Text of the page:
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AT (202) 514-2007 TDD (202) 514-1888

Former Georgia Chemical Company Manager Charged with Participating in Fraud Schemes and Filing False Tax Returns
WASHINGTON, D.C.— The former general manager of a Georgia-based chemical manufacturer has agreed to plead guilty to filing false United States federal income tax returns and participating in two conspiracies to defraud his former employer, the Department of Justice announced today. According to the four-count felony charges filed in the United States District Court in Atlanta, John Richard Olsen (Olsen), the former general manager of Chemical Products Technologies LLC (CPT), filed two false U.S. federal income tax returns and participated in two separate conspiracies to commit mail fraud and deprive CPT of its intangible right to the honest services of its employees. While employed as the general manager of CPT, Olsen received kickback payments from the owner and operator of an independent trucking company, through a sham company owned by a co-conspirator, in exchange for ensuring that the trucking company received business from CPT. In addition to the kickback payments, Olsen diverted profits from CPT’s glyphosate business and used the money for his own personal benefit. Glyphosate is a herbicide used to control grasses and weeds. “These types of fraudulent schemes deprive companies of their right to the honest services of their employees and to fair and competitive pricing,” said Scott D. Hammond, Deputy Assistant Attorney General in charge of the Antitrust Division’s Criminal Enforcement Program. According to the charges, Olsen also filed false U.S. federal income tax returns for the years 2001 and 2002. In those returns, Olsen failed to report as income money he received from schemes to defraud his employer. The conspiracy charge, a violation of 18 U.S.C. § 371, carries a maximum term of imprisonment of five years and a maximum fine of $250,000 for an individual for each count. The tax charge, a violation of 26 U.S.C. § 7206(1), carries a maximum penalty per count of three years’ imprisonment and a $100,000 fine. The maximum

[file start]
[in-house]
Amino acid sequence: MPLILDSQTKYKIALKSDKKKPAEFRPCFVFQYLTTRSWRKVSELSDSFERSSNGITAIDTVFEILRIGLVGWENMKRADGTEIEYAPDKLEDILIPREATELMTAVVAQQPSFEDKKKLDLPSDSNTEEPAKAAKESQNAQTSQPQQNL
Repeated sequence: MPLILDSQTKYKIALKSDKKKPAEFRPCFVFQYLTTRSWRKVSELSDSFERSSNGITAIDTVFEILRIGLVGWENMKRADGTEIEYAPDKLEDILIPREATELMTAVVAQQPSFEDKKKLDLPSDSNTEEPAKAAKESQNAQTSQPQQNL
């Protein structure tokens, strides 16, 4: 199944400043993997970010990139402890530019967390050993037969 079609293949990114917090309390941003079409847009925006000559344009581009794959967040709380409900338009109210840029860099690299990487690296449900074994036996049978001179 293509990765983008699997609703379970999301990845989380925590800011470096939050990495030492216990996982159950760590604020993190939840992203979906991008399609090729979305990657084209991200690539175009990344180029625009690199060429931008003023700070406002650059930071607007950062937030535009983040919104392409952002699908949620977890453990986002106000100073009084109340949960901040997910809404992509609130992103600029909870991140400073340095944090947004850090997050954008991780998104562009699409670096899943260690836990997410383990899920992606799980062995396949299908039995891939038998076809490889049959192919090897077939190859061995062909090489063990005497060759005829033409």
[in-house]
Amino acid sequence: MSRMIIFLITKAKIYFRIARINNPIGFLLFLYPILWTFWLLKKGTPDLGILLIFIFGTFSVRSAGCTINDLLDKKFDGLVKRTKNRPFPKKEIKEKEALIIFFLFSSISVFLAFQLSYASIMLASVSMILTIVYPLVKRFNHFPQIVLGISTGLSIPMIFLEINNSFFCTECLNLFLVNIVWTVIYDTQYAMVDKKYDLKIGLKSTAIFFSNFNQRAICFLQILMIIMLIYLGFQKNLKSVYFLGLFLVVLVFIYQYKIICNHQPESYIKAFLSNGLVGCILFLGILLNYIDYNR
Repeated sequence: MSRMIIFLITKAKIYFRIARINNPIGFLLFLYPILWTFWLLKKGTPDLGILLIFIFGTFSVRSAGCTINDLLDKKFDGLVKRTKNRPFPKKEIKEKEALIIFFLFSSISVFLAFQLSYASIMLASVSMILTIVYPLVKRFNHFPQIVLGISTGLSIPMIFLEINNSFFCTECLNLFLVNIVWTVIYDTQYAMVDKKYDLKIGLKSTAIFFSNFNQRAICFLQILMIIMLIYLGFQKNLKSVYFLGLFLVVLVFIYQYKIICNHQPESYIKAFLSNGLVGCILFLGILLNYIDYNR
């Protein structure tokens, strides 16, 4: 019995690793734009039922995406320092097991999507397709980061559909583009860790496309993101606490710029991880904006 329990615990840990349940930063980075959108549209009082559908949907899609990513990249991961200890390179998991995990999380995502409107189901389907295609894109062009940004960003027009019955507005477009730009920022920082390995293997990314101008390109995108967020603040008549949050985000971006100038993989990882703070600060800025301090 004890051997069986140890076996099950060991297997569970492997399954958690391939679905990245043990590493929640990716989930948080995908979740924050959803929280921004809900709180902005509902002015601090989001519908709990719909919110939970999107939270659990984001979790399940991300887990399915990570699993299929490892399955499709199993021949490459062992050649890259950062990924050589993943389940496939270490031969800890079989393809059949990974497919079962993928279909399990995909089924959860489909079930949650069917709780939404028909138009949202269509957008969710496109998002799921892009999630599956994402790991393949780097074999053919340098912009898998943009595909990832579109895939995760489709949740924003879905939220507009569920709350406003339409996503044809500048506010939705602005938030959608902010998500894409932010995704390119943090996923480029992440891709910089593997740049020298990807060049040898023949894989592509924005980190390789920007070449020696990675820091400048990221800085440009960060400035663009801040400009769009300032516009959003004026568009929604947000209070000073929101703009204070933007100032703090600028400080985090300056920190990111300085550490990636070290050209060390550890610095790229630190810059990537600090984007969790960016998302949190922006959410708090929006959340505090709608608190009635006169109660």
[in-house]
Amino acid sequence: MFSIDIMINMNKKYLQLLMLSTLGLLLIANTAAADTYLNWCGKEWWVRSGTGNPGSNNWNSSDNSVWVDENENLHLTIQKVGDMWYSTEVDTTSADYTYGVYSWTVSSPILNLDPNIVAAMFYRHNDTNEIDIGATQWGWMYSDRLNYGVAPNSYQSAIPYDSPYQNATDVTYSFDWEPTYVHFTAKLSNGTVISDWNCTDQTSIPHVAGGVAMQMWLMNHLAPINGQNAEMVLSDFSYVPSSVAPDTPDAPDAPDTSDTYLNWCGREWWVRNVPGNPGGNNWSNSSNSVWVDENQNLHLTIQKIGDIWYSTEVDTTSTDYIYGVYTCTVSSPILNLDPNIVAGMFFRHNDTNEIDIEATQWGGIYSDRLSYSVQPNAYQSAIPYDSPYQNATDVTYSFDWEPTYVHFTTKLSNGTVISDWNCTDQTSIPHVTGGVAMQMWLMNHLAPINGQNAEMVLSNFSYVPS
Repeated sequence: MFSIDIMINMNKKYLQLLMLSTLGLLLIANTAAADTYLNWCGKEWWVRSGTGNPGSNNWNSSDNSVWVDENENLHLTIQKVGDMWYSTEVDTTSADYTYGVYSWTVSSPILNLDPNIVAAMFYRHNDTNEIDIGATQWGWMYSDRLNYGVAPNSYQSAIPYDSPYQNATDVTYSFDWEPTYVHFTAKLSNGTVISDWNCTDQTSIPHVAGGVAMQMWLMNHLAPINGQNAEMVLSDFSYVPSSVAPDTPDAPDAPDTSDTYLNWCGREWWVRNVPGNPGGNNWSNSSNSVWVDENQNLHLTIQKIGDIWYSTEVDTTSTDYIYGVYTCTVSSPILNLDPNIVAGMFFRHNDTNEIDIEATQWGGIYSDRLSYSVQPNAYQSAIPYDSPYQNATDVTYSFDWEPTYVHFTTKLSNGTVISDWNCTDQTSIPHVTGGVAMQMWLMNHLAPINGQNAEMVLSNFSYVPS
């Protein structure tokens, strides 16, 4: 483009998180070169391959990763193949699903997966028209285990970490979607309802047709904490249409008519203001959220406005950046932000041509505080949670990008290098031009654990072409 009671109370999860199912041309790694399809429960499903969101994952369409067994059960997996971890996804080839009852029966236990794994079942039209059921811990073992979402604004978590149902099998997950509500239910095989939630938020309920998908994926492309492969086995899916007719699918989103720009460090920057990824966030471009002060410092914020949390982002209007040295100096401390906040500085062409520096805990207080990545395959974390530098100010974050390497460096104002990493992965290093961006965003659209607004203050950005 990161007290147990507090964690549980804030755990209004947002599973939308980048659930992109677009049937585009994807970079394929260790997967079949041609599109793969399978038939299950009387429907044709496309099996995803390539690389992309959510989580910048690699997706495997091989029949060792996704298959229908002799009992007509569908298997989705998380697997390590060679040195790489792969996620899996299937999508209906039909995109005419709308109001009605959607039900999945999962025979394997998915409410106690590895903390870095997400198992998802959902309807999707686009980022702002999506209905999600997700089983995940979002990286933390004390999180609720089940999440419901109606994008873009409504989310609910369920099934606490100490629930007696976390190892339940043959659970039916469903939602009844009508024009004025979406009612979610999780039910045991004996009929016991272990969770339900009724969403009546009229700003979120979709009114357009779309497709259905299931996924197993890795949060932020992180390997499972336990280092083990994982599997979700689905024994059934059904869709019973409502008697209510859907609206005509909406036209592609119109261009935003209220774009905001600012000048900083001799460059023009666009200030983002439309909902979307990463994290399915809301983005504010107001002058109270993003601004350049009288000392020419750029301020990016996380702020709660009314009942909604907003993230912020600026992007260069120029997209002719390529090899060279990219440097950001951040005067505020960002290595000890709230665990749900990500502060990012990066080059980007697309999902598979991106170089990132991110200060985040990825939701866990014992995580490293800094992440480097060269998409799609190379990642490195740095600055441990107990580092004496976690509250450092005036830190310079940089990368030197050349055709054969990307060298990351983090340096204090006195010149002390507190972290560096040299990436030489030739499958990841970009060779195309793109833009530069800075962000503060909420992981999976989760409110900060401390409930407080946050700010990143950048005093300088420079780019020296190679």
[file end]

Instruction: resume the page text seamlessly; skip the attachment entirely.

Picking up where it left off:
fine for each count may be increased to twice the gain derived from the crime or twice the loss suffered by the victims of the crime, if either of those amounts is greater than the statutory maximum fine. Today’s charges are the second to arise out of an ongoing investigation in the Northern District of Georgia being conducted by the Antitrust Division's Atlanta Field Office, with the assistance of the Internal Revenue Service Criminal Investigation Division. In June 2005, Patrick Crowe III, Olsen’s subordinate, pleaded guilty to a two-count felony charge for his participation in two conspiracies to commit mail fraud and defraud CPT of the honest services of its employees. Crowe’s sentencing is scheduled for April 20, 2006. Anyone with information concerning price fixing, bid rigging, tax offenses, or kickback schemes in the anthraquinone (a pulping additive used to increase production in the pulp and paper industry) or glyphosate industries should contact the Atlanta Field Office of the Antitrust Division at (404) 331-7100. ### 06-180